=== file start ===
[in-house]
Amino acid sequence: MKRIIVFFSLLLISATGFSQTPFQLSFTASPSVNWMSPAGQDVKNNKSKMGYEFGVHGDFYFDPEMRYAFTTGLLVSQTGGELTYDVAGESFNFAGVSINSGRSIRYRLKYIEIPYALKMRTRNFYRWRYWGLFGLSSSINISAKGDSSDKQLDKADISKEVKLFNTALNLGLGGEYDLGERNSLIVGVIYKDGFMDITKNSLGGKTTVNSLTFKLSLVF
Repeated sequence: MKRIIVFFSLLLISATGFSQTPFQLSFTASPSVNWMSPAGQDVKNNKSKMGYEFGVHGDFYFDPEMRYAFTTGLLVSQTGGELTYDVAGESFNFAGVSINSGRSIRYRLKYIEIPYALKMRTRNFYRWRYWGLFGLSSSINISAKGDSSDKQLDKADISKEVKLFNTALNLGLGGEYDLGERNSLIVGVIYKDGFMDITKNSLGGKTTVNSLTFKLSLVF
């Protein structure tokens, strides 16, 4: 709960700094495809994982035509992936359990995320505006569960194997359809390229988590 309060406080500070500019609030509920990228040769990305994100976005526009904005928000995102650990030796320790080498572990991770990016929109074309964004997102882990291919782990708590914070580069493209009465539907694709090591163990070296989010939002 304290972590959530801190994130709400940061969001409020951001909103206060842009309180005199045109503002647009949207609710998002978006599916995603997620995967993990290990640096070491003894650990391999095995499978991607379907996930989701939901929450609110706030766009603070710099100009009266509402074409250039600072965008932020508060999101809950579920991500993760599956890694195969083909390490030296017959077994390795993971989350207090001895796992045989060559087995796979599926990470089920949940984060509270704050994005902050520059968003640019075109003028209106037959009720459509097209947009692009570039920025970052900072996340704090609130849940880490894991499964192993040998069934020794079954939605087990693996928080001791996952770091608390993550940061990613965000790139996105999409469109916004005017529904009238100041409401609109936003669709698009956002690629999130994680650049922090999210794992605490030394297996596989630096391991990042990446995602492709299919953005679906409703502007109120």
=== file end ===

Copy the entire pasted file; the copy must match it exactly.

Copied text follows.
[in-house]
Amino acid sequence: MKRIIVFFSLLLISATGFSQTPFQLSFTASPSVNWMSPAGQDVKNNKSKMGYEFGVHGDFYFDPEMRYAFTTGLLVSQTGGELTYDVAGESFNFAGVSINSGRSIRYRLKYIEIPYALKMRTRNFYRWRYWGLFGLSSSINISAKGDSSDKQLDKADISKEVKLFNTALNLGLGGEYDLGERNSLIVGVIYKDGFMDITKNSLGGKTTVNSLTFKLSLVF
Repeated sequence: MKRIIVFFSLLLISATGFSQTPFQLSFTASPSVNWMSPAGQDVKNNKSKMGYEFGVHGDFYFDPEMRYAFTTGLLVSQTGGELTYDVAGESFNFAGVSINSGRSIRYRLKYIEIPYALKMRTRNFYRWRYWGLFGLSSSINISAKGDSSDKQLDKADISKEVKLFNTALNLGLGGEYDLGERNSLIVGVIYKDGFMDITKNSLGGKTTVNSLTFKLSLVF
């Protein structure tokens, strides 16, 4: 709960700094495809994982035509992936359990995320505006569960194997359809390229988590 309060406080500070500019609030509920990228040769990305994100976005526009904005928000995102650990030796320790080498572990991770990016929109074309964004997102882990291919782990708590914070580069493209009465539907694709090591163990070296989010939002 304290972590959530801190994130709400940061969001409020951001909103206060842009309180005199045109503002647009949207609710998002978006599916995603997620995967993990290990640096070491003894650990391999095995499978991607379907996930989701939901929450609110706030766009603070710099100009009266509402074409250039600072965008932020508060999101809950579920991500993760599956890694195969083909390490030296017959077994390795993971989350207090001895796992045989060559087995796979599926990470089920949940984060509270704050994005902050520059968003640019075109003028209106037959009720459509097209947009692009570039920025970052900072996340704090609130849940880490894991499964192993040998069934020794079954939605087990693996928080001791996952770091608390993550940061990613965000790139996105999409469109916004005017529904009238100041409401609109936003669709698009956002690629999130994680650049922090999210794992605490030394297996596989630096391991990042990446995602492709299919953005679906409703502007109120």